Daniel J. Mitchell
One reason I’m so bullish on Australia is that the nation has a privatized Social Security system called “Superannuation,” with workers setting aside 9 percent of their income in personal retirement accounts (rising to 12 percent by 2020).
It can be very frustrating to work at the Cato Institute and fight for small government.
I wrote about the Ryan budget two days ago, praising it for complying with Mitchell’s Golden Rule and reforming Medicare and Medicaid. But I believe in being honest and nonpartisan, so I also groused that it wasn’t as good as the 2011 and 2012 versions. Now it’s time to give the same neutral and dispassionate treatment to the budget proposed by Patty Murray, the Washington Democrat who chairs the Senate Budget Committee.
Sigh. Even when they’re sort of doing the right thing, Republicans are incapable of using the right argument.
When I first read this story in the Washington Post about supposedly under-appreciated federal bureaucrats, I was tempted to focus on the sentence referring to “the sledgehammer of budget cuts scheduled to hit today.” Below is the Congressional Budget Office’s depiction of this “sledgehammer.” Does the Washington Post really think that a 1.2 percent reduction in overall spending for the current fiscal year (which means the federal budget would still be larger than it was last year) represents a “sledgehammer of budget cuts”?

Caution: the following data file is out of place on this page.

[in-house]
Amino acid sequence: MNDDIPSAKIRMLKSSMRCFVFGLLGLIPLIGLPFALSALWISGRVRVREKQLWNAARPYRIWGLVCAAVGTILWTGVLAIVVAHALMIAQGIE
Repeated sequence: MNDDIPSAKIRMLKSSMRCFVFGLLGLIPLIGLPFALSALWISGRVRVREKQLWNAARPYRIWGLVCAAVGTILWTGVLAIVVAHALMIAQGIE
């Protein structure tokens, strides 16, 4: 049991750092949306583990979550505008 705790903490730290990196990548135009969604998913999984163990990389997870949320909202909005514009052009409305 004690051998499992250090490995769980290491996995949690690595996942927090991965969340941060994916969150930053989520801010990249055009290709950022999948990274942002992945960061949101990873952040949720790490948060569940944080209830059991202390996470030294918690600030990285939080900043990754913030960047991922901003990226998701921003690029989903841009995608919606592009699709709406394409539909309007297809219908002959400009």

To save America from the supposedly “savage” and “draconian” budget cuts caused by sequestration, President Obama has instead asked Congress to approve an alternative fiscal package containing additional tax increases.
Much to the horror of various interest groups, it appears that there will be a “sequester” on March 1.
There’s a debate among policy wonks about whether a no-tax-hike policy is an effective way of restraining the burden of government spending.
The faux drama in Washington is finally over. The misfits in Washington reached a deal on the fiscal cliff.
I greatly admire Switzerland’s “debt brake” because it’s really a spending cap. Politicians are not allowed to increase spending faster than average revenue growth over a multi-year period, which basically means spending can only grow at the rate of inflation plus population.
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